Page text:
The study protocol and data collection instrument were approved by the institutional ethics committee for student’s research. As noted above, to the participants, we explained the study objectives before asking for their written informed consent. We used self-administered anonymous questionnaire that carried no identification of the participants other than the serial number. Administrative permission was sought from each ministry for the enrollment of study participants.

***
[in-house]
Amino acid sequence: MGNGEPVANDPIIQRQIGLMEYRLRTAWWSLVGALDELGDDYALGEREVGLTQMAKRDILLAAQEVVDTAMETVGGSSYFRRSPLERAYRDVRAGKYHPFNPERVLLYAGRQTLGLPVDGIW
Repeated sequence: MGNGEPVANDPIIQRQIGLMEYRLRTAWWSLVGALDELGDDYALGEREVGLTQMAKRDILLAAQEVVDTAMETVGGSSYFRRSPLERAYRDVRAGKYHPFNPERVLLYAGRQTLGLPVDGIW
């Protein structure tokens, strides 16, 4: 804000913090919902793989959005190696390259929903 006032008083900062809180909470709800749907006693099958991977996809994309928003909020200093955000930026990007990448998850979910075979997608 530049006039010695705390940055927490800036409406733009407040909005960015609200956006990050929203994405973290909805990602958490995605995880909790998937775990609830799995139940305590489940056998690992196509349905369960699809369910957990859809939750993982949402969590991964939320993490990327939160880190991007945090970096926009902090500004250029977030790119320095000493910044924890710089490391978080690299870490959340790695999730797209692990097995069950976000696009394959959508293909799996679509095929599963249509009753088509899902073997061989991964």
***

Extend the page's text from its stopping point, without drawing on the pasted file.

We computed the descriptive statistics using the proportion and percentages. Responses to seatbelt compliance initially recorded on Likert scale (i.e. always, often, sometimes, rarely never, don’t know) both as a driver and as a passenger were each merged into two categories i.e. compliance with seatbelt-use law (coded as 0, if the participant reportedly always used the seatbelt) or noncompliance with seatbelt law (coded as 1, if the participant reportedly used seatbelt less frequently than always). This dichotomous variable of noncompliance with mandatory seatbelt-use law while driving was used as a dependent variable in subsequent analyses. The main rationale for collapsing five categories of the response variable to transform it as a binary variable was to make envisage comparison between two groups, i.e., fully seatbelt-law abiding participants with those with less than optimal law observing participants. Chi-squared analysis was conducted to evaluate the significance of association between dichotomous outcome variable (i.e. noncompliance status as defined above) and demographic and driving related variables. Since, odds ratio overestimates the association of predictors with common outcomes, we used unadjusted and adjusted PR as a measure of association between the independent variables and the study outcome estimated using log-binomial models (Altman et al. 1998). PRs are estimated from the coefficients of log-binomial regression model or Poisson regression model with robust variance. Under correct model specification, the log-binomial regression model and Poisson regression model with robust variance have been shown to yield comparable point estimates and standard errors (Chen et al. 2018). Presumably in this study, the relationship between self-reported noncompliance and potential predictors conformed to the functional form specified in log-binomial model and that all the known confounding variables were correctly measured and accounted for, thus met the model assumptions. Univariable log-binomial regression model was used to quantify the magnitude of unadjusted association of each of the categorical variables with outcome. The variables significantly (p ≤ 0.150) related with the outcome variable in univariable analyses were considered for inclusion in multivariable analysis. Backward stepwise procedure was used to select the final multivariable log-binomial regression model. Regardless of the statistical significance, age, gender, and nationality were retained in the model to adjust for their potential confounding effects. The final multivariable log-binomial regression model comprised variables which were independently and significantly (p < 0.05) related to noncompliance to mandatory seatbelt-use law status. Adjusted PR and their corresponding 95% confidence intervals (CI) were used for interpretation of the final model.